SCHILD, EDWIN


SCHILD, EDWIN
SCHILD, EDWIN (1920– ), rabbi and community leader. Schild was born in Koeln-Muelheim (Cologne), Germany, and spent his teenage years under Nazi restrictions and persecution. In 1938, while he was attending the Jewish Teacher's Seminary in Wuerzburg, Schild survived Kristallnacht, only to be picked up by the Nazis and incarcerated in the Dachau concentration camp. He was released on condition that he emigrate. Early in 1939 Schild was able to arrange passage through the Netherlands to continue his studies at Yeshiva Torath Emeth in London, England, where he remained until May 1940. As the threat of a German invasion of the U.K. loomed and fears grew of covert Nazi agents, Schild was caught up in the mass internments of "enemy aliens." He was one of more than 2,200 mostly Jewish German and Austrian refugees transfered to Canada and incarcerated in detention camps. Although Canadian authorities were soon aware that most of the internees were legitimate refugees, anti-Jewish sentiment within the government kept the refugees locked behind barbed wire. Schild was interned from July 1940 to   February 1942. He was able to continue his studies within the camps and, when released, completed his academic and rabbinical studies in Toronto. The senior rabbi of Toronto's Conservative Adath Israel Congregation from 1947 to 1989, Rabbi Schild, whose parents perished in the Shoah, devoted his career to promoting cross-cultural and interfaith relations. He chaired the Canadian Division of the Rabbinical Assembly of America and the Canada-Israel Committee, Ontario Region, and was an active board member of the Christian-Jewish Dialogue and honored with the Human Relations Award from the Canadian Council of Christians and Jews. In retirement he remained active as rabbi emeritus and embarked on yearly lecture tours of Germany, where he continued his interfaith efforts. In 2001 Rabbi Schild became a Member of the Order of Canada. He wrote The Very Narrow Bridge. A Memoir of an Uncertain Passage (2001). (Paula Draper (2nd ed.)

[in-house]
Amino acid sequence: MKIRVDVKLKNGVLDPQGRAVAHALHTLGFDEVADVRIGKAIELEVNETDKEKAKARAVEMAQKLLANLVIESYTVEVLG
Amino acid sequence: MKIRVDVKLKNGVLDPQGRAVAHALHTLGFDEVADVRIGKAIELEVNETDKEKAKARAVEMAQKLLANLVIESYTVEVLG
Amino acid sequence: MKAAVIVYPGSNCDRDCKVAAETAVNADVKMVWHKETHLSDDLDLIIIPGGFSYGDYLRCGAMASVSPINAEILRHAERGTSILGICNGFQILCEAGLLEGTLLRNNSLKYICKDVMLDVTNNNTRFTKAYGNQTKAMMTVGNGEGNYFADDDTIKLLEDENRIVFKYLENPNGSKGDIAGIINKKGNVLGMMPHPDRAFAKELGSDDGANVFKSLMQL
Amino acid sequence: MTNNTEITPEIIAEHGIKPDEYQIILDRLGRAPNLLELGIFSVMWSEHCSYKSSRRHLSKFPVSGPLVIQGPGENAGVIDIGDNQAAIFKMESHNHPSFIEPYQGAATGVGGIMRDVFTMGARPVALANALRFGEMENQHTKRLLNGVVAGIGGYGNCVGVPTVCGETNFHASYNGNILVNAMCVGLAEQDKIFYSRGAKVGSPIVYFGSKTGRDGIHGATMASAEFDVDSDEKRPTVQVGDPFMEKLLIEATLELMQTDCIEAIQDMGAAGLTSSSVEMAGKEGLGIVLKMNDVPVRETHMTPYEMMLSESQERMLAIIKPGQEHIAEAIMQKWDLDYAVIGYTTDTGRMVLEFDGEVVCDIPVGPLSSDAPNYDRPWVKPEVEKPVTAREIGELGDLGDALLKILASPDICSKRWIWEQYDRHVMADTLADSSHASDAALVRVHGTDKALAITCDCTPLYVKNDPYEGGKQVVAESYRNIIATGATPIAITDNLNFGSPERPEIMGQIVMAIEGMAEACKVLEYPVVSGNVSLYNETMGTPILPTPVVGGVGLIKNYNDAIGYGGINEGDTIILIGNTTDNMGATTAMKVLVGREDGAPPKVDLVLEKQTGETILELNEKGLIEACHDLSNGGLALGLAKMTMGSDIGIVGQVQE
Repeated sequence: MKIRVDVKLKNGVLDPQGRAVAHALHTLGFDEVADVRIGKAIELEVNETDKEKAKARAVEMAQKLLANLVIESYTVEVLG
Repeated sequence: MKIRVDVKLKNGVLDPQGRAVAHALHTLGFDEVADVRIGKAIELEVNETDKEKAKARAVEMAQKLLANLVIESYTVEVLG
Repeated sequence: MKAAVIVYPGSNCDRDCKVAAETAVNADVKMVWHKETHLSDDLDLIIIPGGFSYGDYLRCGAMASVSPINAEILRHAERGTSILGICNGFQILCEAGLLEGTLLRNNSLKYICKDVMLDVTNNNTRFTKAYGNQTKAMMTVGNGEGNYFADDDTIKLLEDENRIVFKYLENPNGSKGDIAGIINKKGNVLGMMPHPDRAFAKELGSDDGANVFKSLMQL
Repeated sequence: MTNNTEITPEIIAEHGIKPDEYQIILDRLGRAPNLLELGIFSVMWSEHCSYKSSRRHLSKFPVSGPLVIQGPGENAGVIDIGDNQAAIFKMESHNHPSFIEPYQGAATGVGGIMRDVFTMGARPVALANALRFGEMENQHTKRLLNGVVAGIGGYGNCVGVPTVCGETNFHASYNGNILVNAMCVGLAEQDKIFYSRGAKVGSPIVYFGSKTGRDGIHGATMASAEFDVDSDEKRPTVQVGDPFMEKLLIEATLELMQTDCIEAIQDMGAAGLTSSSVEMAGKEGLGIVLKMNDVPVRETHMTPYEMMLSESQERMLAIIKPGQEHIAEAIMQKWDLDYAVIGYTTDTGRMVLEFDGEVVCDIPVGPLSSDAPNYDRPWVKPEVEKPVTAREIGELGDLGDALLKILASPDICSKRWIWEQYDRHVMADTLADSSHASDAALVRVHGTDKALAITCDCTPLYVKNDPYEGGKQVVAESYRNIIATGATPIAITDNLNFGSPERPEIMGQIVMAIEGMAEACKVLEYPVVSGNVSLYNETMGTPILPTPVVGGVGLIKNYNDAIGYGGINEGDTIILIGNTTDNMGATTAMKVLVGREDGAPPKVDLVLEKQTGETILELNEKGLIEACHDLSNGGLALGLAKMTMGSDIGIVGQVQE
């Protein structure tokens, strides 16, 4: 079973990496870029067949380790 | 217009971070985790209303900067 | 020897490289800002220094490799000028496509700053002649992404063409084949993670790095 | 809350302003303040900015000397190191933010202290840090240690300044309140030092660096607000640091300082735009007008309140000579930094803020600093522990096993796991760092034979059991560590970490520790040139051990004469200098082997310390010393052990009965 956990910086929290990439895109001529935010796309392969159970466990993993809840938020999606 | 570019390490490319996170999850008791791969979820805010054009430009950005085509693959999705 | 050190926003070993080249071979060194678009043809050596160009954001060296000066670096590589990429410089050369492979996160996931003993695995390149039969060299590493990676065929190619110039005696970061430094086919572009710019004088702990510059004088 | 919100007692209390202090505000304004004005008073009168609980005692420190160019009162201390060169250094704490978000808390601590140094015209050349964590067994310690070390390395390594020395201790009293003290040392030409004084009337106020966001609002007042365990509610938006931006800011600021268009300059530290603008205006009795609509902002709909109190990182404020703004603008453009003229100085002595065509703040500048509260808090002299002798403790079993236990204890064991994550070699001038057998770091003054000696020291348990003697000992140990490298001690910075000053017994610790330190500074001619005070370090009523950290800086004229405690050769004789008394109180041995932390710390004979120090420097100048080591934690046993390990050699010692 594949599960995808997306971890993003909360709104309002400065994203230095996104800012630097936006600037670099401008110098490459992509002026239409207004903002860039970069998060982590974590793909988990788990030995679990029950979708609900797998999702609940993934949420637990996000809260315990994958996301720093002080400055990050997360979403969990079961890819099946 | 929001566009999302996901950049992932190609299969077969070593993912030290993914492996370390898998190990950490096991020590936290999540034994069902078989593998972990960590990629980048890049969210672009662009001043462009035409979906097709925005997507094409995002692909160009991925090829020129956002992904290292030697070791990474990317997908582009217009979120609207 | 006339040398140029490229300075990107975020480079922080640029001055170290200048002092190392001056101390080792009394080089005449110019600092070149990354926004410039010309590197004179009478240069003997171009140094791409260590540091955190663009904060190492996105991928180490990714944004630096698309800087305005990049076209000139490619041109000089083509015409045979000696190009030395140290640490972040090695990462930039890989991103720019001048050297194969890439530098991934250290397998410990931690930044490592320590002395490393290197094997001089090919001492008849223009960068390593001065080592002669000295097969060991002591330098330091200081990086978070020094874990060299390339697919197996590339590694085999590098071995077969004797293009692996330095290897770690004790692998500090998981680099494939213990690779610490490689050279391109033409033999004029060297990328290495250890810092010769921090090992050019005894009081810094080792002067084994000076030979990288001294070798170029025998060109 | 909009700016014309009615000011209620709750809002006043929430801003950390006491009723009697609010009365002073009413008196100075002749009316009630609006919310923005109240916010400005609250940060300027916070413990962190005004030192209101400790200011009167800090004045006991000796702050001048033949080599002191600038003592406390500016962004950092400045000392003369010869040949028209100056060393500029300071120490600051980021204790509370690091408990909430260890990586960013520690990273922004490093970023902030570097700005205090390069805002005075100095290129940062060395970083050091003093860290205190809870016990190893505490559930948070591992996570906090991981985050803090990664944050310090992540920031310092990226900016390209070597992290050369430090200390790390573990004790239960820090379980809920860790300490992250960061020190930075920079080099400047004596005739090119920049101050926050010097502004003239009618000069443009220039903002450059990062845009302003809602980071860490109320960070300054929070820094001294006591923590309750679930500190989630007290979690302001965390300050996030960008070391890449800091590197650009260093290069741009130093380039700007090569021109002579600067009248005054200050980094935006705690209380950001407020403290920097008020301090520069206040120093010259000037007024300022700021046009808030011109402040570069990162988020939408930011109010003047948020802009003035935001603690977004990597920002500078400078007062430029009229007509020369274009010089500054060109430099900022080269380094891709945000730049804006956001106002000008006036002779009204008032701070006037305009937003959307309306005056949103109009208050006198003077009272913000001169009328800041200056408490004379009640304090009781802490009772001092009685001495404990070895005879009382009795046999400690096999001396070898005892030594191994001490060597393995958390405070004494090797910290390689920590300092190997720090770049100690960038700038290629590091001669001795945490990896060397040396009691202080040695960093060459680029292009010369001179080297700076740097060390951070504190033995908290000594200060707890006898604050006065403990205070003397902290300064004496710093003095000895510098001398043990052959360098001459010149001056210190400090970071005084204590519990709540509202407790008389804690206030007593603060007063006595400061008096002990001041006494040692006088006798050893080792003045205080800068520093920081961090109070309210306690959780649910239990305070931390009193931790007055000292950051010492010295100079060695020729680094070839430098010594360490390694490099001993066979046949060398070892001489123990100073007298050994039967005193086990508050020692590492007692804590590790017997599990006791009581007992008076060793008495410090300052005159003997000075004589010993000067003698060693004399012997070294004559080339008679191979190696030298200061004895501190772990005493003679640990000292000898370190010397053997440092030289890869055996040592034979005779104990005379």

Encyclopedia Judaica. 1971.

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